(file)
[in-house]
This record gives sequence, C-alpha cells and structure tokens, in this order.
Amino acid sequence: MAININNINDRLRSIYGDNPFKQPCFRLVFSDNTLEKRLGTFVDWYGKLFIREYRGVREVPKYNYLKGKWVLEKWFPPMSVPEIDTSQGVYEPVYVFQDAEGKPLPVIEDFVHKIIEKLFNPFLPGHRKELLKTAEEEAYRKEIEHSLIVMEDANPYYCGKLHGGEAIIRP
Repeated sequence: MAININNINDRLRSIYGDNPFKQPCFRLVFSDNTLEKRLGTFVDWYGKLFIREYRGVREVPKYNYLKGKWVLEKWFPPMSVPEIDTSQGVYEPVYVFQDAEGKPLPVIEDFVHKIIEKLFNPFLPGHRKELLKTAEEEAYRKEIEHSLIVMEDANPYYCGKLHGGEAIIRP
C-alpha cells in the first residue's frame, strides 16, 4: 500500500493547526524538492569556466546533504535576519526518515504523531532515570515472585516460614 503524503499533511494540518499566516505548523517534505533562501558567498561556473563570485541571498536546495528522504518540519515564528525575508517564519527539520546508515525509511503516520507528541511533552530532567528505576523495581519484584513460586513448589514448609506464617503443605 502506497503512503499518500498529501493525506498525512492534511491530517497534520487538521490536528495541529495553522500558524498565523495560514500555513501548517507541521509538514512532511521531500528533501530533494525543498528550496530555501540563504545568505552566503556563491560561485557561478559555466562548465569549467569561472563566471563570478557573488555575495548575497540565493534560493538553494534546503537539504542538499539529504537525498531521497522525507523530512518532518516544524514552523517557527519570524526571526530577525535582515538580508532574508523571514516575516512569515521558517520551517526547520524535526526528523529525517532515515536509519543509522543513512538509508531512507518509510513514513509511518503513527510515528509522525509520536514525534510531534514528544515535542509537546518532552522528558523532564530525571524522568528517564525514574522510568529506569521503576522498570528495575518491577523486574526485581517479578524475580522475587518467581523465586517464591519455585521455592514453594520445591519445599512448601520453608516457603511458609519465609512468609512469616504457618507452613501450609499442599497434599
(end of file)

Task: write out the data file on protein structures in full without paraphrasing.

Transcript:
[in-house]
This record gives sequence, C-alpha cells and structure tokens, in this order.
Amino acid sequence: MAININNINDRLRSIYGDNPFKQPCFRLVFSDNTLEKRLGTFVDWYGKLFIREYRGVREVPKYNYLKGKWVLEKWFPPMSVPEIDTSQGVYEPVYVFQDAEGKPLPVIEDFVHKIIEKLFNPFLPGHRKELLKTAEEEAYRKEIEHSLIVMEDANPYYCGKLHGGEAIIRP
Repeated sequence: MAININNINDRLRSIYGDNPFKQPCFRLVFSDNTLEKRLGTFVDWYGKLFIREYRGVREVPKYNYLKGKWVLEKWFPPMSVPEIDTSQGVYEPVYVFQDAEGKPLPVIEDFVHKIIEKLFNPFLPGHRKELLKTAEEEAYRKEIEHSLIVMEDANPYYCGKLHGGEAIIRP
C-alpha cells in the first residue's frame, strides 16, 4: 500500500493547526524538492569556466546533504535576519526518515504523531532515570515472585516460614 503524503499533511494540518499566516505548523517534505533562501558567498561556473563570485541571498536546495528522504518540519515564528525575508517564519527539520546508515525509511503516520507528541511533552530532567528505576523495581519484584513460586513448589514448609506464617503443605 502506497503512503499518500498529501493525506498525512492534511491530517497534520487538521490536528495541529495553522500558524498565523495560514500555513501548517507541521509538514512532511521531500528533501530533494525543498528550496530555501540563504545568505552566503556563491560561485557561478559555466562548465569549467569561472563566471563570478557573488555575495548575497540565493534560493538553494534546503537539504542538499539529504537525498531521497522525507523530512518532518516544524514552523517557527519570524526571526530577525535582515538580508532574508523571514516575516512569515521558517520551517526547520524535526526528523529525517532515515536509519543509522543513512538509508531512507518509510513514513509511518503513527510515528509522525509520536514525534510531534514528544515535542509537546518532552522528558523532564530525571524522568528517564525514574522510568529506569521503576522498570528495575518491577523486574526485581517479578524475580522475587518467581523465586517464591519455585521455592514453594520445591519445599512448601520453608516457603511458609519465609512468609512469616504457618507452613501450609499442599497434599